Verreaux’s Eagle – Aquila verreauxii

Inhabiting mountainous terrain and rocky cliffs across the African continent, these birds showcase impressive agility and predatory tactics when it comes to hunting, with a primary diet consisting of small mammals such as hyraxes.

The long tail and wing structure of Verreaux’s Eagle aid in their effortless flight, allowing them to traverse large distances in search of food or suitable nesting locations.

Physical Characteristics

The Verreaux’s eagle, scientifically known as Aquila verreauxii, is a large and striking bird of prey. This impressive eagle measures between 75 to 96 cm (30 to 38 inches) in length from the bill to the tip of the tail, making it the sixth longest eagle in the world.

Verreaux's Eagle in flight in the Namib Desert, Namibia

An adult Verreaux’s eagle has a predominantly black appearance, which offers an intimidating and imposing presence. In flight, this eagle truly stands out due to its long tail and wings, which pinch in at the base. The distinct white patches towards the ends of the wings, as you can see in our photo above, and on the back give this bird its unique appearance, making it easily identifiable in its native habitat.

Immature eagles are brownish on the back and streaked below, but they still display the characteristic white panels in the wings and maintain the distinctive shape as they mature.

Another notable feature of the Verreaux’s eagle is its disproportionately large feet. Although slightly smaller in overall size compared to the Golden eagle, its feet are thought to be around 20% larger. This adaptation enables the Verreaux’s eagle to capture and hold onto considerably larger prey, crucial for its survival in the rugged environments it inhabits. The yellow and grey beak compliments the black plumage and dark eyes, completing the striking appearance of this apex predator.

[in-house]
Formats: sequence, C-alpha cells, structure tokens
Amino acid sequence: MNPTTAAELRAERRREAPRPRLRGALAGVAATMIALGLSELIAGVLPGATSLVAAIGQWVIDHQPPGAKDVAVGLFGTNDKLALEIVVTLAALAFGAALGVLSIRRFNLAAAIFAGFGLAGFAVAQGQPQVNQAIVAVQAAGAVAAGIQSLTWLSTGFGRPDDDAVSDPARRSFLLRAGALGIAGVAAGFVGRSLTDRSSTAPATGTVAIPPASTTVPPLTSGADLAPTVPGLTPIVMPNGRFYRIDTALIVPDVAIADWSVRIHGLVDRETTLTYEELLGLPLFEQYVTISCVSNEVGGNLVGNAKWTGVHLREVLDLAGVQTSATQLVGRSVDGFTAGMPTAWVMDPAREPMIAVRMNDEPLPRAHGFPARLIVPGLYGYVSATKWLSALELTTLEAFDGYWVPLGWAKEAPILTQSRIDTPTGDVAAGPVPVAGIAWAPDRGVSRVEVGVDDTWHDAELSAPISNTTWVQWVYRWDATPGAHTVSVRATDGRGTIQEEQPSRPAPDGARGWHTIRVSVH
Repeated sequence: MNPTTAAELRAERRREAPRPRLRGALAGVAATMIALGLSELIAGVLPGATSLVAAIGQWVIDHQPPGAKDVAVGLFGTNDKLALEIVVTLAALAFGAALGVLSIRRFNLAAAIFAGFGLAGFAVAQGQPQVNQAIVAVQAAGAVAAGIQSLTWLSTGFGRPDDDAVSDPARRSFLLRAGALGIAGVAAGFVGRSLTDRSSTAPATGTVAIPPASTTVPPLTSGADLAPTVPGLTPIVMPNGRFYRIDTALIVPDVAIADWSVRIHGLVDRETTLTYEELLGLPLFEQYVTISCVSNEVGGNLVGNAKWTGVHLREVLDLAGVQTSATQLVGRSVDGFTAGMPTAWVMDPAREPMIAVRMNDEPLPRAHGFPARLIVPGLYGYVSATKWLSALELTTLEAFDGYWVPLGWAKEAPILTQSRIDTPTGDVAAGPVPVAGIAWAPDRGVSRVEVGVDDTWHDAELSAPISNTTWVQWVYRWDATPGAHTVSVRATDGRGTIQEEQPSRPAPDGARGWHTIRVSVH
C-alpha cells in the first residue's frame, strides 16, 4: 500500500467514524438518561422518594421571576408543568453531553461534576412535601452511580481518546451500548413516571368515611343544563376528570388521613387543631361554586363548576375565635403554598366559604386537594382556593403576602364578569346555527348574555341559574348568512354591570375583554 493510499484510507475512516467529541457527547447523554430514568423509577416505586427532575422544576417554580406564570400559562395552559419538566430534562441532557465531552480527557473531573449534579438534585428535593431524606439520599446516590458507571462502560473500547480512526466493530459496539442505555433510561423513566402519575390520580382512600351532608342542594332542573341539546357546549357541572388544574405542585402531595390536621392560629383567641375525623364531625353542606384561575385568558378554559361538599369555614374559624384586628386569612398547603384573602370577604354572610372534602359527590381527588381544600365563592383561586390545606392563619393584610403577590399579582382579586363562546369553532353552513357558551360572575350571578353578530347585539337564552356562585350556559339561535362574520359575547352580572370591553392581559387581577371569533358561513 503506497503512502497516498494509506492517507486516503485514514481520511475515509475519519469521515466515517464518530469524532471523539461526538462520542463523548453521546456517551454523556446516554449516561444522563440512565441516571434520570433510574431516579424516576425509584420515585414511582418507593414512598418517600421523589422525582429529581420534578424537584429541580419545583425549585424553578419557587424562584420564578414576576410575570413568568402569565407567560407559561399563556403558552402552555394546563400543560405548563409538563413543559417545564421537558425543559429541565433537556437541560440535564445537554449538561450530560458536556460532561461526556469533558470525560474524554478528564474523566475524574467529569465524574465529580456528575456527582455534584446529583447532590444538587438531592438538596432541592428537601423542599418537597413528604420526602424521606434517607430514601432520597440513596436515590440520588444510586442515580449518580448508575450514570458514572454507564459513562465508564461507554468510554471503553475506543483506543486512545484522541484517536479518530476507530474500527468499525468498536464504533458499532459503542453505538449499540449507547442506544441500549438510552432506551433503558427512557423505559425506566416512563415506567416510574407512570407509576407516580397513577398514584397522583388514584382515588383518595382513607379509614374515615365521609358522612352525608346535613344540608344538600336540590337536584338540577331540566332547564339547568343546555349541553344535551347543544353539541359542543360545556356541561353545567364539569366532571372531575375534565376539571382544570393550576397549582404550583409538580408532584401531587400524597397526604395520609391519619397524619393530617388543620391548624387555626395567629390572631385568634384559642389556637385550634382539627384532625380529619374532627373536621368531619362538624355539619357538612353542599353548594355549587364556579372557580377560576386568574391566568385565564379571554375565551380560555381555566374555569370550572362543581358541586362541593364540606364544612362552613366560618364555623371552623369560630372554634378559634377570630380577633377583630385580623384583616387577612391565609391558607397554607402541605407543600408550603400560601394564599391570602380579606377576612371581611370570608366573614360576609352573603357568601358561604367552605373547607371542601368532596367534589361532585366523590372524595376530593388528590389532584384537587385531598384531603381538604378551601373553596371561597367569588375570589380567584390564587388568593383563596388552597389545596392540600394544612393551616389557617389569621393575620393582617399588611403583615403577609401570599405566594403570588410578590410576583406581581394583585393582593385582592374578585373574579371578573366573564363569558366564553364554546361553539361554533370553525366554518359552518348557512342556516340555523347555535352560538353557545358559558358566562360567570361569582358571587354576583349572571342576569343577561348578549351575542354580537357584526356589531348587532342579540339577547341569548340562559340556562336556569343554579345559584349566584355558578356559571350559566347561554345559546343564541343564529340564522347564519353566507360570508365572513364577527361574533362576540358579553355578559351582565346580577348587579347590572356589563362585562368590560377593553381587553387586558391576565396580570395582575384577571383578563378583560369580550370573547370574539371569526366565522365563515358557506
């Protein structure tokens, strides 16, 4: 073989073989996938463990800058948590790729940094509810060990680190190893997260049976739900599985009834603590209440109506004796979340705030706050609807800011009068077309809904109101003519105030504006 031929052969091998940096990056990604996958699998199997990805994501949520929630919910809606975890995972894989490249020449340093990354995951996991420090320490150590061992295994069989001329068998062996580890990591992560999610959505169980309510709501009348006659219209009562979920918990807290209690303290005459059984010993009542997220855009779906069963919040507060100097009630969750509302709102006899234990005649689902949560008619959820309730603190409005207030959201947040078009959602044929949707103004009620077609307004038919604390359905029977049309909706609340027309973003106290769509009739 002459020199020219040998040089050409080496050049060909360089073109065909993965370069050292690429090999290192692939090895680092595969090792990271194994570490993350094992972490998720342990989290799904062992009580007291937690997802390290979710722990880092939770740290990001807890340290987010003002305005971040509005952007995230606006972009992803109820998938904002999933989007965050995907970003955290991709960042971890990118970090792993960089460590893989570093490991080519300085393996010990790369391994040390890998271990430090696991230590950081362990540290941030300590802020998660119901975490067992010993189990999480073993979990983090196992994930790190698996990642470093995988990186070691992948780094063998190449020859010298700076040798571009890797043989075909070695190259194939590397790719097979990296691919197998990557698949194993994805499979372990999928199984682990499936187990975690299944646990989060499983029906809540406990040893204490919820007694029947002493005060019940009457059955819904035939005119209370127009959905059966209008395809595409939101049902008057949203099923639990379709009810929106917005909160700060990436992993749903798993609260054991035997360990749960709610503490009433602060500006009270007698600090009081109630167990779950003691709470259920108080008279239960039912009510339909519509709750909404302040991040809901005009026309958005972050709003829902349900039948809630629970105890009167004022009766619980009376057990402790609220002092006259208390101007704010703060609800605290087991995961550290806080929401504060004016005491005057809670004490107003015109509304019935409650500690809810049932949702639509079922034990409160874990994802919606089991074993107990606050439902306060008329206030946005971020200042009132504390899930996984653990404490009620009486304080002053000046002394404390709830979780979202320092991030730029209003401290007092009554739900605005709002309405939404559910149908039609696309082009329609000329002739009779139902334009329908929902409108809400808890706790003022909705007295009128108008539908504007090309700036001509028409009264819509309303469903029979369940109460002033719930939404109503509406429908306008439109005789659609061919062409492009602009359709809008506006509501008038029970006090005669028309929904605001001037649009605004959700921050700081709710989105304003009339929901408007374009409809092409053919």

Habitat and Distribution

This magnificent bird has an extensive distribution in sub-Saharan Africa, ranging from Senegal and the Ivory Coast through East Africa and down to South Africa, Lesotho, and Swaziland. While its preferred habitat is mountainous regions with rocky cliffs as we have in our area of the Namib Naukluft Park. It has also been observed in hilly savannas and grasslands.

When it comes to hunting and breeding, Verreaux’s Eagle usually nests on high cliffs or rocky outcrops, which provide excellent vantage points for spotting prey. They frequently choose remote and inaccessible sites for their nests, as this enhances their ability to defend against potential predators or competitors.

Diet and Hunting Strategies

Verreaux’s Eagle’s Diet

Verreaux’s Eagle primarily feeds on rock hyraxes from the genera Procavia and Heterohhyrax, which can weigh up to 5.4 kg. In southern Africa, hyraxes constitute 60-90% of the eagles’ diet. A pair of Verreaux’s Eagles and their chick may consume up to 400 hyraxes.

Hunting Techniques

Verreaux’s Eagles often capitalize on their exceptional vision and stealthy flight pattern to approach their targets undetected. These eagles have also been known to work in pairs, with one bird distracting the hyrax while the other swoops in to make the kill. Not very fair on the rock hyrax if you ask me!